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How Dan Deacon Decided to Go Underground: Rock the Garden 2013

It wasn’t going to stop raining. The radar flashed a train of yellows and reds that churned toward and over Minneapolis. The doors to Rock the Garden 2013 had opened 20 minutes earlier and decisions had to be made. An hour before, Dan Deacon and I had a conversation about the dodgy weather that was […]

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Parking-garage dance party. Photo: Greg Beckel

It wasn’t going to stop raining. The radar flashed a train of yellows and reds that churned toward and over Minneapolis. The doors to Rock the Garden 2013 had opened 20 minutes earlier and decisions had to be made. An hour before, Dan Deacon and I had a conversation about the dodgy weather that was headed our way. He was fine playing in the rain and would ask some kids to hold a tarp over his gear during his show. I thanked him for his adventurous spirit. “Gotta keep it punk somehow,” he smirked.

Rain is one thing; lightning changes plans.

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Dan Deacon talks to Philip Bither, the Walker’s Senior Curator of Performing Arts, after covering his gear with a tarp. Photo: Greg Beckel

The storm helped us make an easy decision (safety first, right?). A volunteer evacuation to the parking garage was announced over the PA by Jill Riley (The Current host and voice of god), and she then kept the audience informed with storm info and ETAs for sun. But now it was raining quite hard and was looking like we’d have to play it safe and skip Dan’s set, hoping at that point to somehow salvage at least one song by Low.

At 3:30 pm, the rain had become torrential and I was huddled in the production tent with the key decision makers, including RTG production manager extraordinaire Maury Jensen, Randy Levy of Rose Presents, and Walker tech staff genius Ben Geffen. We all agreed: we couldn’t ask Dan to perform in such conditions, but we’d wait another five minutes or so before pulling the plug. It’s not a pleasant moment for any of us — we try to keep the mood light, buoyed with half-formed jokes and optimistic reads of the radar, but we all know this totally sucks. Months of work have gone into this one seven-hour period, and it’s taking a turn for the worse.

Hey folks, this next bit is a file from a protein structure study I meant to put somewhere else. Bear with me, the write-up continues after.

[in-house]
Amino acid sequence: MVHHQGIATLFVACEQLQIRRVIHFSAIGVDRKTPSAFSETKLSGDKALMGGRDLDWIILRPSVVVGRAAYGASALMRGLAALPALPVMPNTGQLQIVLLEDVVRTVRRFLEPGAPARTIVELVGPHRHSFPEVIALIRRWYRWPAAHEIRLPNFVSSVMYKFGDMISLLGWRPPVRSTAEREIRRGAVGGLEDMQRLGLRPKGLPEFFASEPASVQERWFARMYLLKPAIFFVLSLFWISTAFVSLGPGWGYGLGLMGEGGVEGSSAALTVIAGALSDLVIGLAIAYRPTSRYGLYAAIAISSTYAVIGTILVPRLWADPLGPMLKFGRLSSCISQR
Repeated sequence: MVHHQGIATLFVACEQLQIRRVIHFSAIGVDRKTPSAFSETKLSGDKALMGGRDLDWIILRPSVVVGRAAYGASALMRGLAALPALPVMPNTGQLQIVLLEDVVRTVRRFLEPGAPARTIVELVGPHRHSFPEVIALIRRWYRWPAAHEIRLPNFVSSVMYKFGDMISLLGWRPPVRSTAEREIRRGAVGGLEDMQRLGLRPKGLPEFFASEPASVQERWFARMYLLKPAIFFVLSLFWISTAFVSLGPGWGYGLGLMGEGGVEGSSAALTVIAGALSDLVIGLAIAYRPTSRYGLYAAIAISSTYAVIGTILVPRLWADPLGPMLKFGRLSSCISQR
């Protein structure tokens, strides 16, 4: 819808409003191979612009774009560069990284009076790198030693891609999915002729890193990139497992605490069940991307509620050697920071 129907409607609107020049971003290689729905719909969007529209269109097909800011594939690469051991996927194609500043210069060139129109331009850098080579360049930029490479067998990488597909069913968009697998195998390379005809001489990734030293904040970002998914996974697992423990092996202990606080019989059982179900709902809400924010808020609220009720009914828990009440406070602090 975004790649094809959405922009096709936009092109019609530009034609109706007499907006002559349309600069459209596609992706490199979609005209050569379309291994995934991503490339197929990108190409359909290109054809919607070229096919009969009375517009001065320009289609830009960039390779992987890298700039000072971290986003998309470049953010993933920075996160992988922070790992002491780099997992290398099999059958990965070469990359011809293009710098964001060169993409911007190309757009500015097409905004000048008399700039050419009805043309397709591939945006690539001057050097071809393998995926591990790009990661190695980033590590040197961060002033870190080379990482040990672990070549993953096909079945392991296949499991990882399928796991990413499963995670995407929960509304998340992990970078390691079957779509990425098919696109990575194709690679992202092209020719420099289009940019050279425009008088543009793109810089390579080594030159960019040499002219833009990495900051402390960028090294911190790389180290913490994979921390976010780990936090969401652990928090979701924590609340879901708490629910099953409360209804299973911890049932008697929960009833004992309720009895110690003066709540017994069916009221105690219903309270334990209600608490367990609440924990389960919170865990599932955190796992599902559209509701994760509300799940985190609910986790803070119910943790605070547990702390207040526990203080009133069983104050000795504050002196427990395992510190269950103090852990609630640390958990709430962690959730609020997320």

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Rock the Garden attendees waiting out the rain in the ramp. Photo: Gene Pittman

Then I see a beautiful sight — a purple hoody and the bespectacled and bearded face of Dan Deacon making his way toward me through our tiny tent. He’s Cheshire smiling. I’m flummoxed. I’m about to launch into my friendly chat about how it’s not going well with the weather when he blurts out, “I can play in the garage.” A moment of clarity hits me. “Of course you can play in the garage!,” I think to myself. Turning to Maury, I ask if he can pull this off and, without doubt or hesitation, he says, “I can make it happen.” We all thank Dan and experience a collective bit of much needed cheer. A generous twist of fate is at hand and the rest of us agree quickly to suss out if this is possible, with little time to waste. We confer with the MPR broadcast team and the TPT filming crew and realize this might just work. Ben Geffen and his team deploy to the garage to find a proper space and power to set up Dan’s gear. Ten or so minutes later, Ben radios up that they’re all set and Jill makes the announcement that Dan will be “rocking the underground,” sparking the remaining weatherproof stalwarts on the hill to quickly hoof it to the garage. A bullhorn is found and Current host Steve Seel agrees to do the intro for Dan.

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“Electro Pied Piper” Dan Deacon. Photo: Gene Pittman

What ensued in the depths of the parking garage is one of the most spontaneously joyous performance moments I have witnessed. Electro Pied Piper Dan Deacon led an ecstatic dance party with thousands of wet and ponchoed people – all dancing, drinking, and feeling the relief of being dry just for a moment. Deacon also concocted a dance contest and prodded thousands of people to make a giant circle within the cars and pillars — “Keep moving, all the way back to the Acuras!” This well-executed salvation and truly remarkable moment was all captured by hundreds of phones — check YouTube today.

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Dance battle. Photo: Gene Pittman

Dan ended his set right on time, the crowd spilling out of the garage as the rain lightened and eventually stopped, allowing Low to take the stage a mere 10 minutes behind schedule. Midway through Low’s (now also legendary) set, the sun broke through as the cheer of thousands echoed throughout the neighborhood.

Many thanks (and virtual hugs) to Dan Deacon for his inspired improvisation that set the perfect tone for RTG 2013 and clearly showed us how the essential the artistic perspective can be. And even more thanks to all the staff and crew (and audience!) who made this wonderful and super fun moment happen so fluidly. Dan’s performance became instant Rock the Garden lore and will certainly be hard to top next year.

Doug Benidt is the Walker’s Rock the Garden programmer and band wrangler.